I feel like we caught a glimpse of this unity at Refuel. Not only through the teaching on unity brought throughout the week through various speakers, but in conversations over coffee, shared meals, burdens and struggles shared, prayers spoken together, worship declared side by side – differences not ignored or trivialised, but discussed with open hearts, unifying around the one thing we all had in common – a love for Jesus.
Then on the Friday afternoon we gathered in the centre field to witness those choosing to make public statements of their love for Jesus through baptism. There we all we were, representing various beliefs around baptism, yet we were all rejoicing and celebrating together the visible, transforming work of the Jesus we all love in the lives of those being baptised. It was a powerfully beautiful moment.

Waste that Opens Prison Doors

After a short break due to summer holidays, we return to our series on “Beautiful Waste” and finish it off with some encouraging and challenging thoughts from Andy Bevan, the Scotland Director for IJM UK.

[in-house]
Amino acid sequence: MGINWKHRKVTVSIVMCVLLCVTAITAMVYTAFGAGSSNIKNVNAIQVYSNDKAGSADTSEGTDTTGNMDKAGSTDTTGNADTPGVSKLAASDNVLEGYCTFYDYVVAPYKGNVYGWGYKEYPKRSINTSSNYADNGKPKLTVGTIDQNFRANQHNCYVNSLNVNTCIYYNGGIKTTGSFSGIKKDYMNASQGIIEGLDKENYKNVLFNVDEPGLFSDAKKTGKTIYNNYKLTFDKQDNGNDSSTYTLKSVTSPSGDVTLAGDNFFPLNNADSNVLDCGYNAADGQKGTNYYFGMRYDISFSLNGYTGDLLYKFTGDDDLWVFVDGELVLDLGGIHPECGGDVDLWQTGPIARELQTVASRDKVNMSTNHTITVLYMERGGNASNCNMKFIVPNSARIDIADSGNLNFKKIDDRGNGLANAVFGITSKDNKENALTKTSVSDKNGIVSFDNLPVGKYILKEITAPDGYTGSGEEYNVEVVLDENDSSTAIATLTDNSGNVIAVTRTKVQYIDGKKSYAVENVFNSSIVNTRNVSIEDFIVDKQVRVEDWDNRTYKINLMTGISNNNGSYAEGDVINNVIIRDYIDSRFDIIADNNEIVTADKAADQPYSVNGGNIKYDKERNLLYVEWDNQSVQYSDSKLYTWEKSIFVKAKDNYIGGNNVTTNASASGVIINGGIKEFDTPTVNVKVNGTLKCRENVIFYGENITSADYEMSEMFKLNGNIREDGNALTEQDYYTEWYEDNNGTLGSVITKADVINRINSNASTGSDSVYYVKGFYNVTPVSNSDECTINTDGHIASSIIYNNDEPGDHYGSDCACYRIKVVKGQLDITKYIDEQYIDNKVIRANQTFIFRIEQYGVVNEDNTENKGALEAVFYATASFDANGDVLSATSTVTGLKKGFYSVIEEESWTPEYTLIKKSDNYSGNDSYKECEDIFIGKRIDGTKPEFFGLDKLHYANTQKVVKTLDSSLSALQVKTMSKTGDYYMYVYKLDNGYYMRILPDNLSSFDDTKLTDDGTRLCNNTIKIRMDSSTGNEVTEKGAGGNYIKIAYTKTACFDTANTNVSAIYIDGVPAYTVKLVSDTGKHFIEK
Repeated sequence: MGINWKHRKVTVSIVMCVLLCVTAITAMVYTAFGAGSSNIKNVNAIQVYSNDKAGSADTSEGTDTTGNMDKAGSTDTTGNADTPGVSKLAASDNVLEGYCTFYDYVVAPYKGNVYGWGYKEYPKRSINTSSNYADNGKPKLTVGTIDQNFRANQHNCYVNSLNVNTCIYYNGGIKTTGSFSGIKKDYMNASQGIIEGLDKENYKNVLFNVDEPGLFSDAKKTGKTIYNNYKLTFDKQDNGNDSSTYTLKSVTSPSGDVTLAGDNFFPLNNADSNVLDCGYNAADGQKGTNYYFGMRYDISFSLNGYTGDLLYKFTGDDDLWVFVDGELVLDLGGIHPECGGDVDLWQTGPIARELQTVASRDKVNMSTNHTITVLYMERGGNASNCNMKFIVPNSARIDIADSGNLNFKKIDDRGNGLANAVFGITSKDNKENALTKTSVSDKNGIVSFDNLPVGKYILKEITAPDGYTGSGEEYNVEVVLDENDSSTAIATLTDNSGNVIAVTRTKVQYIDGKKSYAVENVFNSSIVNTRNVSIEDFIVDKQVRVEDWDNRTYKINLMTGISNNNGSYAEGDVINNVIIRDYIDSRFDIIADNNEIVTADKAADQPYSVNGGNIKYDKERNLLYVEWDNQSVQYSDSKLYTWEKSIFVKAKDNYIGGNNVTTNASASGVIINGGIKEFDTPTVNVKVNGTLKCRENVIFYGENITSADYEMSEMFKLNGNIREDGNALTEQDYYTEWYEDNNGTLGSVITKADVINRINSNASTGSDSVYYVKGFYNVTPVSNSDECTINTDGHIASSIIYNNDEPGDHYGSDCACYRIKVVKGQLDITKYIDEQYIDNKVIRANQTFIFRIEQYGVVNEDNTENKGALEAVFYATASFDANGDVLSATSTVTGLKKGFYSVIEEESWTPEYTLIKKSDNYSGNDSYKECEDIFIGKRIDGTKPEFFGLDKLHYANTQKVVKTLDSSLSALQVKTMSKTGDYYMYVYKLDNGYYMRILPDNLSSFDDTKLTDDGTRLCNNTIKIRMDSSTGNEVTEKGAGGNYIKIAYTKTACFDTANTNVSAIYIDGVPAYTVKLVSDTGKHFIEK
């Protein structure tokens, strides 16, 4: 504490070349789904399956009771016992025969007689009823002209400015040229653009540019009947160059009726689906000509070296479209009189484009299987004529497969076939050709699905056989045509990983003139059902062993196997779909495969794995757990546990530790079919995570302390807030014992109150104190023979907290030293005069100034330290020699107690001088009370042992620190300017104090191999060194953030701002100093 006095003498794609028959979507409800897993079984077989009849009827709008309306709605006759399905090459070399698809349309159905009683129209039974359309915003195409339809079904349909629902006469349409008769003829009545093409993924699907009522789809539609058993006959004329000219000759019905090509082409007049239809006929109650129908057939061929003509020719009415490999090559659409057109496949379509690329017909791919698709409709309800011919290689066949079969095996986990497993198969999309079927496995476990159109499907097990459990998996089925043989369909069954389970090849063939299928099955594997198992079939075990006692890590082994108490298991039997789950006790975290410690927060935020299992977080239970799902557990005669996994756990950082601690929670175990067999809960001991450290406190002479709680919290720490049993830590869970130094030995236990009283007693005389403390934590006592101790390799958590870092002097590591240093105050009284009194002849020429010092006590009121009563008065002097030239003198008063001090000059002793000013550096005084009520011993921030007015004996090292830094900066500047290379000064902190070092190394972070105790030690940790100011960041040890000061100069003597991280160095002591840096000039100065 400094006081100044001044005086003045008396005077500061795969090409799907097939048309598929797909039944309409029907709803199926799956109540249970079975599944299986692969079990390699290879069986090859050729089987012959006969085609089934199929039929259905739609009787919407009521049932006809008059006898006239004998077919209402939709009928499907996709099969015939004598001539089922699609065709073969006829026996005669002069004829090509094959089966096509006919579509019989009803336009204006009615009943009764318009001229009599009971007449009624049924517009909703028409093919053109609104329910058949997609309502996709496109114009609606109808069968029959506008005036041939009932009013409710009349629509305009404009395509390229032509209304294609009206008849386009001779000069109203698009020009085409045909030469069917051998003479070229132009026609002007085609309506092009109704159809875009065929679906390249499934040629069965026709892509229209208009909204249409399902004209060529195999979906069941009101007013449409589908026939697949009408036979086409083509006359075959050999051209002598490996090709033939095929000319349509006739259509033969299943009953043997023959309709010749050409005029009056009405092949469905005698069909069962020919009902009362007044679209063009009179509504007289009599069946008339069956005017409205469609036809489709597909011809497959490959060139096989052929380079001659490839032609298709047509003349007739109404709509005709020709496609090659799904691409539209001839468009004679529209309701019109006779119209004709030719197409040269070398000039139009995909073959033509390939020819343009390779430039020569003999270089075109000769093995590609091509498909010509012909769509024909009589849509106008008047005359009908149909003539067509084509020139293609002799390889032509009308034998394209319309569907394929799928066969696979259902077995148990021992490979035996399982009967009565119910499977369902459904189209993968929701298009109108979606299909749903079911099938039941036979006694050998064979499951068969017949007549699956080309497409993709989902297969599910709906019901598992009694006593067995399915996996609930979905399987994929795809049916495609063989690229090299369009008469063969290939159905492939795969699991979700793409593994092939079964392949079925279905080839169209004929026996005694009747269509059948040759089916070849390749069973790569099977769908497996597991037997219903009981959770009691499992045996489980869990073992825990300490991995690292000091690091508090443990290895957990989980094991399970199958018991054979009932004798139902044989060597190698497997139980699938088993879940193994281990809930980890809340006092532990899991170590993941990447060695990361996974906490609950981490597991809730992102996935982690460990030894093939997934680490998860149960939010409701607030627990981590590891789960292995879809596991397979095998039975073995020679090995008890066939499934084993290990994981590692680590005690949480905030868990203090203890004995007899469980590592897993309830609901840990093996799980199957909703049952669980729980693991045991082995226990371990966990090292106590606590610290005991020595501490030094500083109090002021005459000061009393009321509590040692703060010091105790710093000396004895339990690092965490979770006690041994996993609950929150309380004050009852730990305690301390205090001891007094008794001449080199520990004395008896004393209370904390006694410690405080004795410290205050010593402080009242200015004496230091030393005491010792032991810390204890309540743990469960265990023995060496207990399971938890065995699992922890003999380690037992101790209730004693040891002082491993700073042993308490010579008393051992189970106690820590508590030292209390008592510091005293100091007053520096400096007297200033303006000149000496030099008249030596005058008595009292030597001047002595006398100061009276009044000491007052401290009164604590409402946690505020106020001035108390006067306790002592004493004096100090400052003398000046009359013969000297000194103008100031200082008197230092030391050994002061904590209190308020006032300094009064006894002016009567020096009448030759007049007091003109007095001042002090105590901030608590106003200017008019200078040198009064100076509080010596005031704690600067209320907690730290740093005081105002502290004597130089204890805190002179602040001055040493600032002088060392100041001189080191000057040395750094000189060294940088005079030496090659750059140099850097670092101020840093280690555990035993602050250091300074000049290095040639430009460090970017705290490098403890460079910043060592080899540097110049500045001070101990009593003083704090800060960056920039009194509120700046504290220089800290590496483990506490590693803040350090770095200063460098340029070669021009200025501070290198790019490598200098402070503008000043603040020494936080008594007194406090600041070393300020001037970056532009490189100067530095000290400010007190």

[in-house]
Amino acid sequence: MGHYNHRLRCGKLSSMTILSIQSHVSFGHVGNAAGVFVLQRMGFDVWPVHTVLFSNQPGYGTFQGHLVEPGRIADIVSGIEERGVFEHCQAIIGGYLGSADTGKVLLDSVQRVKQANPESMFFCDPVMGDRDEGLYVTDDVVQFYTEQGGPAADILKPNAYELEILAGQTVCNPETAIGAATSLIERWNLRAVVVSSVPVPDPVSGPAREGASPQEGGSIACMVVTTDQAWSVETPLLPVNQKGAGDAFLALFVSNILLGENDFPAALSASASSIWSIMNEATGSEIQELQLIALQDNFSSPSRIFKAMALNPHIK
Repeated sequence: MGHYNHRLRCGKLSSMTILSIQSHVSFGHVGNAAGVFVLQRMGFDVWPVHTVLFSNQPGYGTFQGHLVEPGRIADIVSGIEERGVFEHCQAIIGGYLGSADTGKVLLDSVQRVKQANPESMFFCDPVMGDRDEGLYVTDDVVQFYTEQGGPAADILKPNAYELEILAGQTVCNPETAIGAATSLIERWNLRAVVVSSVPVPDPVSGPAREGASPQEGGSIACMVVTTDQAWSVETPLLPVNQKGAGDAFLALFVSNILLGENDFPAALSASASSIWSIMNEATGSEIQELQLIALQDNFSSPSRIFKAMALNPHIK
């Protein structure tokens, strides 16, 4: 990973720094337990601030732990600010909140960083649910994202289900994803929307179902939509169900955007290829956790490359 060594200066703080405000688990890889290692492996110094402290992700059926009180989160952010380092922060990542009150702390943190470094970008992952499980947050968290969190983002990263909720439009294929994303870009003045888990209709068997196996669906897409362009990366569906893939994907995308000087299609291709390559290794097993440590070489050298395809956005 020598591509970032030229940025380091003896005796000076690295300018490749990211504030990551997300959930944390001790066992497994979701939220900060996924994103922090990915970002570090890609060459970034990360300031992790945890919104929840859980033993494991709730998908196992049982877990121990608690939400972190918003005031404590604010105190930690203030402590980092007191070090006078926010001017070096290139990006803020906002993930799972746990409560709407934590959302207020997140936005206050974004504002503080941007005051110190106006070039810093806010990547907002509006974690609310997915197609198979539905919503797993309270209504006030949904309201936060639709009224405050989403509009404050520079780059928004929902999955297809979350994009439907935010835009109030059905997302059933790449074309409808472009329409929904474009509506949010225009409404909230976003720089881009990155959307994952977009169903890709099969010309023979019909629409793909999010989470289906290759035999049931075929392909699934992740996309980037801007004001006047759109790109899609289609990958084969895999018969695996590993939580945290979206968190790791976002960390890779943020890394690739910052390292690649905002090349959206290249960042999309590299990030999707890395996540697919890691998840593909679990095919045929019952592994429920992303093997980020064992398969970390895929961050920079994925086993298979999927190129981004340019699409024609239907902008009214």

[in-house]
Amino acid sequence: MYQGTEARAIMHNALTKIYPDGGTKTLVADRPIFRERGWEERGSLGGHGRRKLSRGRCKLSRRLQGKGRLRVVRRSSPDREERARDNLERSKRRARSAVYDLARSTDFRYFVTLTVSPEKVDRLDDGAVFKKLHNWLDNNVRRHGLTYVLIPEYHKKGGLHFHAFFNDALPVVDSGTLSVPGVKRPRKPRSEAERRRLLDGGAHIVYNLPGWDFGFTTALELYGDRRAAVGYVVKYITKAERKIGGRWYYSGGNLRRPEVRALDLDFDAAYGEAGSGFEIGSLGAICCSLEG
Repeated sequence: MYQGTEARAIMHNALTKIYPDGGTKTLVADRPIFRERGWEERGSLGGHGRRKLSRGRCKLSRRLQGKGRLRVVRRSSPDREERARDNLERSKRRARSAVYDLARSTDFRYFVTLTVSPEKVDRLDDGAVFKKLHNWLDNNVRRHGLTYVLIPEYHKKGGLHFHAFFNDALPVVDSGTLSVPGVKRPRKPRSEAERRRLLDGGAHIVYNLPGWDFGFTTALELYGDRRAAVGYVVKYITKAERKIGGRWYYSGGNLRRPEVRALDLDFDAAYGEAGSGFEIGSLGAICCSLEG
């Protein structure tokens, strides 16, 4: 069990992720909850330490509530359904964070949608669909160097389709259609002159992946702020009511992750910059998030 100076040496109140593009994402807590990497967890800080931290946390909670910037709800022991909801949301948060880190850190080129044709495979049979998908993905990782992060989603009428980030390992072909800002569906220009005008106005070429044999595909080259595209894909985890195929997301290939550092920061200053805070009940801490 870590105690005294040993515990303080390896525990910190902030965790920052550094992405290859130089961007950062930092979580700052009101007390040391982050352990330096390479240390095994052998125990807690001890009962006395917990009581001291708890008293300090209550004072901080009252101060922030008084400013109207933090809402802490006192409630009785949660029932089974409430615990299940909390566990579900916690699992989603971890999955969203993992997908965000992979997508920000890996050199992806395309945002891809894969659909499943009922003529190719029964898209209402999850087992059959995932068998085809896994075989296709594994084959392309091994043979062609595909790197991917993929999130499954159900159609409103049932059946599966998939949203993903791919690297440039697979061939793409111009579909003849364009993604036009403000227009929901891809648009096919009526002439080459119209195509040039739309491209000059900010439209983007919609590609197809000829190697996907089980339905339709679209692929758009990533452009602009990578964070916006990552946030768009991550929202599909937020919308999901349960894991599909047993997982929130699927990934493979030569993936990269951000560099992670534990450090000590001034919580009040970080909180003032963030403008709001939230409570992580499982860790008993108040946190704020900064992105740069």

I’ve been reading through the Book of Acts recently and have been particularly taken by the story of Peter’s miraculous escape from prison (Acts 12). It’s one of those stories you can really picture – the dangerous context the early followers of Jesus lived in, Peter being arrested and put in prison and the dramatic, yet somehow serene, way in which he escaped… A miraculous story but I feel drawn to a very small part of it.

“So Peter was kept in prison, but the church was earnestly praying to God for him.” (Acts 12:5)

What follows the church earnestly praying can only be described as a miracle – Peter was in prison guarded by four squads of four guards, on rotation 24 hours a day, chained to two guards at any one time… Yet, he managed to escape.
Was it the prayers of God’s people that led to the miracle happening? Would it have happened anyway regardless of whether the church prayed? What if the church had not been praying?
Of course, it’s impossible to know the answer for sure but this is not an isolated incident – elsewhere in Scripture, the people of God pray and the impossible is made possible. It seems that prayers and miracles are intrinsically linked.

My work with International Justice Mission has taught me something that feels to be 100% counterintuitive. In order to come alongside the magnitude of injustice in our world and the urgency to respond, we must first choose to stop. The first work of justice is a work of prayer. At IJM, we spend an hour of every working day in prayer.
What?! What about the urgency of the situation? What about the need to get out there a do something? On the face of it, this hour of prayer everyday could be viewed as a waste of time. For me, it is a privilege. It’s a beautiful waste.